Immigration law is a body of complex concepts, words, and phrases. Below is a list of commonly used words and phrases, simplified into understandable ideas.

A-Number: The ‘alien number’ is a unique 7-9-digit number assigned to foreign nationals who have applied for benefits with the United States Citizenship and Immigration Service, or who are in deportation proceedings.

Asylee: An asylee is a person who meets the definition of a refugee and who is present in the United States or at a port of entry.

Deportation: Deportation is the formal removal of a foreign national from the United States. Deportation is a civil remedy and may be ordered by an immigration judge and by certain Department of Homeland Security agencies.

Immediate Relative: Certain close familial relationships that are exempt from annual numerical limits imposed on immigration. Relationships include spouses of United States citizens, children of US citizens (under 21 years of age and unmarried), and parents of US citizens (citizen must be 21 years or older).

Immigrant Visa: A visa issued to a person who will enter the United States as a lawful permanent resident.

Inadmissible: An applicant for admission to the United States who, for some reason, is ineligible for admission. Someone can be inadmissible, and there are also grounds of inadmissibility.

Lawful Permanent Resident: An individual who may lawfully reside in the United States, having been issued an immigrant visa or who has an approved I-485. Lawful permanent residents have many of the same rights and responsibilities as U.S. citizens; however, they cannot vote, register to vote, or serve on juries.

Naturalization: The means through which a person becomes a citizen of the United States, not by birth.

Nonimmigrant Visa: A visa issued to an individual who comes to the United States for a temporary period, for a specific purpose. Typical purposes are tourism, school, employment, exchange visitors, fiancés of United States citizens, intracompany transfers, and Mexican and Canadian professionals.

Parole: An applicant for admission, who is otherwise inadmissible, may be ‘paroled’ into the United States instead of ‘admitted.’ Parole is approved sparingly, for urgent humanitarian reasons.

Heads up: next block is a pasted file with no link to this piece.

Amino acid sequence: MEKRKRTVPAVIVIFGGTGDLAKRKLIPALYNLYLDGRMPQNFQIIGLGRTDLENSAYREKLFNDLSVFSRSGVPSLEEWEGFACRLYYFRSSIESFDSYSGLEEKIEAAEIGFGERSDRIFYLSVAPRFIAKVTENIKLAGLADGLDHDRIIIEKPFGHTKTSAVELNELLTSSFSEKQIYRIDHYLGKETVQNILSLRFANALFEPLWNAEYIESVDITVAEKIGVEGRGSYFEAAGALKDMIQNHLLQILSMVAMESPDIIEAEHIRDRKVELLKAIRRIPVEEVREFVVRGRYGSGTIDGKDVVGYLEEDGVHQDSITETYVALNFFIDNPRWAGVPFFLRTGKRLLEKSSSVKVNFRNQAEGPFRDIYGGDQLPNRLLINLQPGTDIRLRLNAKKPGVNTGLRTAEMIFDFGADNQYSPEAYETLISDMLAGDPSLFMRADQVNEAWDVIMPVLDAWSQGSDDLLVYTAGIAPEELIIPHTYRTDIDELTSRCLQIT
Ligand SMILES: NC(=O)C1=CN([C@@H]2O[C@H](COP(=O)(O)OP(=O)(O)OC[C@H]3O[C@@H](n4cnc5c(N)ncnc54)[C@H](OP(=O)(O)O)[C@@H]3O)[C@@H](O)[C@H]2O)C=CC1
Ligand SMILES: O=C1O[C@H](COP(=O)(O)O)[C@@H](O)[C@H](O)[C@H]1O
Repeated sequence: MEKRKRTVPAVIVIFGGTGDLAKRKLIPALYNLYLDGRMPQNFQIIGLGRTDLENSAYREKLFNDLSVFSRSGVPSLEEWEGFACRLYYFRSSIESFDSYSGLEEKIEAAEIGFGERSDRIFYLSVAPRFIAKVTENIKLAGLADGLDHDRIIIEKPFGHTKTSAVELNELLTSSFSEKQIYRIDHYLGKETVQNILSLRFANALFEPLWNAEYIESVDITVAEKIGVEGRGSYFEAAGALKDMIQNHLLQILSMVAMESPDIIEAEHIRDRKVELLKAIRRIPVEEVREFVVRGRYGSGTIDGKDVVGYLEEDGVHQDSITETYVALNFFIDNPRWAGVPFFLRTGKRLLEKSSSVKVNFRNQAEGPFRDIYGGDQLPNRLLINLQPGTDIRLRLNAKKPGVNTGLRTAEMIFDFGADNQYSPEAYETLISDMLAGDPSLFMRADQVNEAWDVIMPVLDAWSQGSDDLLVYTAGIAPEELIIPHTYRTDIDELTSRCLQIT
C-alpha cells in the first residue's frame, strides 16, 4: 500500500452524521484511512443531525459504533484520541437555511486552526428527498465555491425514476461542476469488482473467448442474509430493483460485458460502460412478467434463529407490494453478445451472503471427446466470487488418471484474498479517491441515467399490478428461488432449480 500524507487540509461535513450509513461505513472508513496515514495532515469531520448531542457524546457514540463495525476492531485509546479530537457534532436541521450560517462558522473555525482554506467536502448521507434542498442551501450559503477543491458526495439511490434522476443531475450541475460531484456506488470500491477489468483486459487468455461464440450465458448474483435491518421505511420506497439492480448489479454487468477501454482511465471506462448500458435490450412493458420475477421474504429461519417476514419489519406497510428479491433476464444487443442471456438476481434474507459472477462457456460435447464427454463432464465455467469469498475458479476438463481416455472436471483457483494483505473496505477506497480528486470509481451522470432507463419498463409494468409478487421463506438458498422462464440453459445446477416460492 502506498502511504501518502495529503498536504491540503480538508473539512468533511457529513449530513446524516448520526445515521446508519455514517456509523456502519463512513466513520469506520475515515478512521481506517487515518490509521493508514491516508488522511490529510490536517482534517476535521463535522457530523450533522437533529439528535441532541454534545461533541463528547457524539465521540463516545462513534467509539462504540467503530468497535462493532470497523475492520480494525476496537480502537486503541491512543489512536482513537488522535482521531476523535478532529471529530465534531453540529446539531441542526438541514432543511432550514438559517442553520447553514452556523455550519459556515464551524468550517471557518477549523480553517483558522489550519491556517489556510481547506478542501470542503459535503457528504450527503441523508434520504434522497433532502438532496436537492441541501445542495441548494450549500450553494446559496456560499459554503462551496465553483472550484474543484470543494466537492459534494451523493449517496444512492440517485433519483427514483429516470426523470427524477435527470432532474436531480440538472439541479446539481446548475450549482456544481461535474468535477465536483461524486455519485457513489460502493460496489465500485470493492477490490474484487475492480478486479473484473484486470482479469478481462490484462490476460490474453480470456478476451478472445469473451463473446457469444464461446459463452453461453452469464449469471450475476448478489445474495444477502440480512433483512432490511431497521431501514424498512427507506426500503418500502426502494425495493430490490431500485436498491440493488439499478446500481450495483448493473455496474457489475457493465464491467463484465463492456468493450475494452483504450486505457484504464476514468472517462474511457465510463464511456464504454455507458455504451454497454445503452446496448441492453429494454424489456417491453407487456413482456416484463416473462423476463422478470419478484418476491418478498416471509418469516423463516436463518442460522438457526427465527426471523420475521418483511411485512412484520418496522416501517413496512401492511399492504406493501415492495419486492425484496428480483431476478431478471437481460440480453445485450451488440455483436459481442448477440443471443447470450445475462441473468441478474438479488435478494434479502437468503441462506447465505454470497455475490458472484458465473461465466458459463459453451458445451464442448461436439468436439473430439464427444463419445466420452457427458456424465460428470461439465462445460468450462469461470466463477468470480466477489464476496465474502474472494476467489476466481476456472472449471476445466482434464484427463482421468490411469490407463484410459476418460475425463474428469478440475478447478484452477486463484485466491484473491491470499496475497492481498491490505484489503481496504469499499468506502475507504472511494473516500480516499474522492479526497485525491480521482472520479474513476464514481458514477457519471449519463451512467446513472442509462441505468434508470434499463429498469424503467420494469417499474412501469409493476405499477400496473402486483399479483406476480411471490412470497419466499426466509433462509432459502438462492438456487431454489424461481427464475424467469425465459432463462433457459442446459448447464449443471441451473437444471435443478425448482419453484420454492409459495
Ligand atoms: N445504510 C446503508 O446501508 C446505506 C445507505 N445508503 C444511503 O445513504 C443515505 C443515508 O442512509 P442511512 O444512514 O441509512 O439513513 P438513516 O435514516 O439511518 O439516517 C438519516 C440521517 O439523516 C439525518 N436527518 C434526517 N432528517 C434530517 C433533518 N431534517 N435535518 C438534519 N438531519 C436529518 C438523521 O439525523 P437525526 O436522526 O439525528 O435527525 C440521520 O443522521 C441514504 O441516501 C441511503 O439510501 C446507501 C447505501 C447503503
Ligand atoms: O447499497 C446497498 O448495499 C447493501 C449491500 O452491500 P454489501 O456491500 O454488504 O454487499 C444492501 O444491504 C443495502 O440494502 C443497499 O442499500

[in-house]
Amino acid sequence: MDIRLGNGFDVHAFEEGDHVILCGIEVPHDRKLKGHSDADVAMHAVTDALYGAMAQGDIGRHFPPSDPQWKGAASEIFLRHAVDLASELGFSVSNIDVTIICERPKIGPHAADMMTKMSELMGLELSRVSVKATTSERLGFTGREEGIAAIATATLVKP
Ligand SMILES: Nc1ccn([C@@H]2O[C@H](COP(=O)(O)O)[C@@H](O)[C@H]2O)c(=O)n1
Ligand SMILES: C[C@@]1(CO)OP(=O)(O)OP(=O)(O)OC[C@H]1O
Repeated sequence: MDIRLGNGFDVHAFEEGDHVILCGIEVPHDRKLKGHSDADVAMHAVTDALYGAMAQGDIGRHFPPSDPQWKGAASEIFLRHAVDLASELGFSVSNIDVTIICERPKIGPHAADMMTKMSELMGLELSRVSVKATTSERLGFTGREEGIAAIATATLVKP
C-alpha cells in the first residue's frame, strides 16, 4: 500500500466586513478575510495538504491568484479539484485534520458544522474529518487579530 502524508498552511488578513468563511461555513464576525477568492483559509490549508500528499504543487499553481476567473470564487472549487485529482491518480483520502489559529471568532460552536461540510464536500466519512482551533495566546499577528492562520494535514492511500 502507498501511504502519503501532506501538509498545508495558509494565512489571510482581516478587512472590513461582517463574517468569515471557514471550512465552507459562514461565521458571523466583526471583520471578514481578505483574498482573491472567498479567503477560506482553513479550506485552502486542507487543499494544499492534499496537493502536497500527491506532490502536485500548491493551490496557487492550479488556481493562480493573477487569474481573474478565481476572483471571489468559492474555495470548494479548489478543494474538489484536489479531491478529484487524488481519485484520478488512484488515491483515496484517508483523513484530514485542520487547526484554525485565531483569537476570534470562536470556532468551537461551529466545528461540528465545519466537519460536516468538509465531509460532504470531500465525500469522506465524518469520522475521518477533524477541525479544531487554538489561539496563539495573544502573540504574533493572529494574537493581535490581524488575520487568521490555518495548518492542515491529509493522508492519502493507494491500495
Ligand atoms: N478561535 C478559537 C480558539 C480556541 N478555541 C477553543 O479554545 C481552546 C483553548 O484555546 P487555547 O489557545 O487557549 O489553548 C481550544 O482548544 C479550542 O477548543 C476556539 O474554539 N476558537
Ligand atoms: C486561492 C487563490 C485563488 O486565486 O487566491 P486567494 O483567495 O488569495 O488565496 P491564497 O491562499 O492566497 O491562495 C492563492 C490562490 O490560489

Preference Category Relatives: Family-based immigration encompassing close familial relationships for which there are annual caps on the number of petitions that may be approved. The family-based categories consist of (1) unmarried sons and daughters (over 21 years of age and older) of U.S. citizens, (2) spouses and children (under 21) of lawful permanent residents, (3) unmarried sons and daughters (21 years of age and older) of lawful permanent residents, (4) married sons and daughters of U.S. citizens, and (5) brothers and sisters of U.S. citizens (citizen must be over 21 years of age).

Refugee: A person who is outside of their country of nationality who cannot return to that country because they have been persecuted or have a well-founded fear of being persecuted.

Receipt Number: A Receipt Number is a unique 13-digit letter and number combination that USCIS assigns to cases filed with its offices. When you file a case with USCIS, you will receive a receipt notice containing your receipt number, with which you can track your case.

USCIS: The United States Citizenship and Immigration Service is a federal agency within the Department of Homeland Security that processes affirmative applications for nonimmigrant visas, adjustment of status, applications for travel documents, and employment authorization documents, among other duties.

Visa Waiver Program: Gives citizens of certain countries the right to visit the United States, temporarily, without first having to apply for a nonimmigrant visa. Admission is granted for no more than 90 days.

If you would like information about an immigration case or concept, please contact an immigration attorney who is trustworthy and knowledgeable! Our attorneys at Landerholm Immigration, APC, have extensive experience with family-based cases, non-immigrant visas, and removal defense cases. Please feel free to call us at (510) 491-0291 to see how we can help!